9.1 POST-aws: Analysis of the Biases Induced by the Transition from Conventional to Automatic Measurements in Parallel Datasets

Thursday, 14 January 2016: 8:30 AM
Room 245 ( New Orleans Ernest N. Morial Convention Center)
Enric Aguilar, Universitat Rovira i Virgili, Tortosa, Spain; and V. Venema, P. Stepanek, R. Auchmann, F. D. dos Santos Silva, E. Engstrom, A. Gilabert, Z. Kretova, J. A. Lopez-Diaz, Y. L. Rico, C. O. Rojas, M. Prohom, D. Rasilla, M. Salvador, G. Vetacnik, and Y. Yosef

In this work, we approach the description of the biases introduced by automation in temperature records. This is one of the first studies in the framework of The Parallel Observations Scientific Team (POST). POST is a newly created group of the International Surface Temperature Initiative (ISTI), with the support of the World Meteorological Organization (WMO). The goals of POST (http://www.surfacetemperatures.org/databank/parallel_measurements) are the study of climate data inhomogeneities at the daily and sub-daily level through the compilation and analysis of parallel measurements. Long instrumental climate records are usually affected by non-climatic changes, due to, e.g., relocations and changes in instrumentation, instrument height or data collection and manipulation procedures. These so-called inhomogeneities distort the climate signal and can hamper the assessment of trends and variability. Thus to study climatic changes we need to accurately distinguish non-climatic and climatic signals. The most direct way to study the influence of non-climatic changes on the distribution and to understand the reasons for these biases is the analysis of parallel measurements. A parallel measurement is composed of two or more time series, which measure a climatic variable with two different systems (for example, Montsouris and Stevenson Screens) or in two different locations (for example, city centre and airport). They mimic the situation “before” and “after” a homogeneity break. Most parallel measurements are obtained from collocated or nearly collocated series and can help us to understand the size and shape of different typical sources of inhomogeneity, which affect the climate series.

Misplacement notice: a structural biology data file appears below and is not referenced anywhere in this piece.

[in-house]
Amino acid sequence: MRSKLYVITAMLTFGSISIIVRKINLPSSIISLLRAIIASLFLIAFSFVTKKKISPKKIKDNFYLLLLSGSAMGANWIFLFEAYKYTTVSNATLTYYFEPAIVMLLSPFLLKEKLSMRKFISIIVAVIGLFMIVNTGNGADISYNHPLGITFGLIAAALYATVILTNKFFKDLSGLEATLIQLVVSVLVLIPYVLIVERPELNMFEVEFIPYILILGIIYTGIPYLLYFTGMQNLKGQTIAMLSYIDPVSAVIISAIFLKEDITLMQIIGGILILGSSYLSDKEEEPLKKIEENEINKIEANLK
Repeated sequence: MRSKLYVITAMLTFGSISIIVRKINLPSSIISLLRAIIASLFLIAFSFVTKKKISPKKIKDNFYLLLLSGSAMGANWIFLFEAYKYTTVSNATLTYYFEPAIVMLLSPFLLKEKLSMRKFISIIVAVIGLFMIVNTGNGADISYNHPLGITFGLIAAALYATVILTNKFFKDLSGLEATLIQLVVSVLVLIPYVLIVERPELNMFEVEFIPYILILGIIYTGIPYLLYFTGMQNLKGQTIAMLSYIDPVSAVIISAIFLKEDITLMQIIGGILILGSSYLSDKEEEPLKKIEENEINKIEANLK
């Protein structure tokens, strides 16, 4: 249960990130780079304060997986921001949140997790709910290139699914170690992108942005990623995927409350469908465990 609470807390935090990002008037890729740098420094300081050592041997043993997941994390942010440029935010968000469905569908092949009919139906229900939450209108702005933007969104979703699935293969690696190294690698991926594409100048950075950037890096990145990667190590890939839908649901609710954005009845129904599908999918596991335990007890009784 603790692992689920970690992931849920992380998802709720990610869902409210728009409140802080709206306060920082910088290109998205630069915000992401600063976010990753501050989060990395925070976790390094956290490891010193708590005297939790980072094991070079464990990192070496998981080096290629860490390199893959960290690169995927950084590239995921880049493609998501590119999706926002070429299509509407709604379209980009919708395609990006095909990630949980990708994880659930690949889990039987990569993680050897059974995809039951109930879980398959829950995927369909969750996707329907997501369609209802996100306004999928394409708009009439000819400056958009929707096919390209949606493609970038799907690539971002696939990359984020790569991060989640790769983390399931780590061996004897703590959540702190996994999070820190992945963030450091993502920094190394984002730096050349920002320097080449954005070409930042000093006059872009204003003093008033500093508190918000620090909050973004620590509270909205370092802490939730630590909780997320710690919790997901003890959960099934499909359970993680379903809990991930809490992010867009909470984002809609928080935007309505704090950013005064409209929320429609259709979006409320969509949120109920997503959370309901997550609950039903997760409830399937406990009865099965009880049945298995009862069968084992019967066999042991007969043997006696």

Here we study the transition from conventional temperature manual measurements (CON) to Automatic Weather Stations (AWS), using a several parallel datasets distributed over Europe, America, Asia and Australia. The variables studied in the analysis presented here are daily maximum and minimum temperature. First of all, the metadata – when available - is gathered to gain knowledge on the exact setting of the parallel series. Secondly, the difference (temperature) series AWS-CON are submitted to quality control, to remove obvious errors and inspected to detect internal inhomogeneities and split if necessary. In a third step, each segment is studied to understand the bias introduced by the transition, its seasonality as well as changes in the empirical distributions. When additional variables are available, an attempt is made to study the effects of other variables on the observed biases.

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